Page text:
If you are a Commonwealth citizen and have a grandparent who was born in the United Kingdom, you could be eligible for a UK Ancestry Visa. You must be able to provide proof that one of your grandparents was born in the UK and is your blood grandparent or grandparent by reason of a UK recognised adoption. Your grandparent must have been born:
- in the UK (this includes the Channel Islands and the Isle of Man)
- in what is now the Republic of Ireland before 31 March 1922, or
- on a British registered ship or aircraft
Your grandparent may be in either the legitimate or illegitimate line. This means that they or their relevant parent’s birth may be either within or outside marriage. You can live and work in the UK for a period of up to five years with an Ancestry visa, as well as exit and re-enter the UK freely on multiple occasions.
To be eligible, you must show that:
- You are a Commonwealth citizen
- You are aged 17 years or over
- You have a grandparent who was born in the UK
- You are able to work
- You intend to take employment in the UK
- You are able to support and house yourself and any dependants without recourse to any public funding
Employment/seeking employment requirement
An applicant in the UK ancestry category must prove that they can work and intend to take or seek employment in the UK. For the applicant to meet this requirement, they must satisfy they either:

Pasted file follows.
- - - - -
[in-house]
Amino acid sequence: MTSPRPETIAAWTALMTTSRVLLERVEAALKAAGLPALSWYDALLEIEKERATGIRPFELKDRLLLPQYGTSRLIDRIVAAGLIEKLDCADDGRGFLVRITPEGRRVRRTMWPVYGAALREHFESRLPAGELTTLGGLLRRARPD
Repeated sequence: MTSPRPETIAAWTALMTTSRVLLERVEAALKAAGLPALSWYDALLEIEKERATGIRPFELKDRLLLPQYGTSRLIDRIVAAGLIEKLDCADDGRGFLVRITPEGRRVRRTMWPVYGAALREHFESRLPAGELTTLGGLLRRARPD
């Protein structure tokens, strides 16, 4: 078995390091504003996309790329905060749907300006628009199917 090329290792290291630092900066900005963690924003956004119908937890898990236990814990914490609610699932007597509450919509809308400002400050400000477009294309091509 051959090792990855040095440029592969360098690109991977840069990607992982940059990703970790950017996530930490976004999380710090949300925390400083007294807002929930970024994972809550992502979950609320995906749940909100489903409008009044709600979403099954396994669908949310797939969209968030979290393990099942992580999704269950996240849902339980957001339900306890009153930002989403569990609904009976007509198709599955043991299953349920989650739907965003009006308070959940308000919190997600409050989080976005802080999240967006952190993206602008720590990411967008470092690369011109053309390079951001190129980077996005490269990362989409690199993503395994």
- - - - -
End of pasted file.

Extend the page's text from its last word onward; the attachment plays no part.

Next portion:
- have a job in the UK
- genuinely intend to look for a job (or become self-employed) and are realistically able to do this.
The applicant need only demonstrate they are able to work and genuinely intend to seek employment.
If the applicant or their parent is adopted, they will meet this requirement if they can prove one of the following:
- they have been adopted by someone who has a parent born in the UK
- one of their parents was adopted by someone born in the UK
- their grandparents by birth (blood grandparents) were born in the UK
The adoption must be through an adoption process recognised as valid for the purposes of UK law. An applicant cannot claim UK ancestry through stepparents.
Maintenance and accommodation
The applicant is required to maintain and accommodate themselves and any dependants adequately without recourse to public funds. Usually, funds have to be in the applicants account maintained for a minimum of 3 months.
Ancestry visas are normally issued for five years. At the end of that period, if you have lived in the UK continuously – spending fewer than 180 consecutive days outside of the country – you may apply for Indefinite Leave to Remain (ILR).
If you have an Ancestry visa that was issued before April 2006, this period will most likely be for four years. If your Ancestry visa is for four years, you may apply for a one-year extension and then for ILR.
After spending 12 months on ILR, you may be eligible to naturalise as a British citizen and gain British citizenship.
You may bring your spouse, partner and/or dependent children with you. They are allowed to stay for the same time as you are and there usually aren’t any restrictions relating to their employment. Spouses, unmarried partners (who have cohabited for two years or more) and children under 18 of the main applicants are allowed to apply at the same time or join the main applicant in the UK.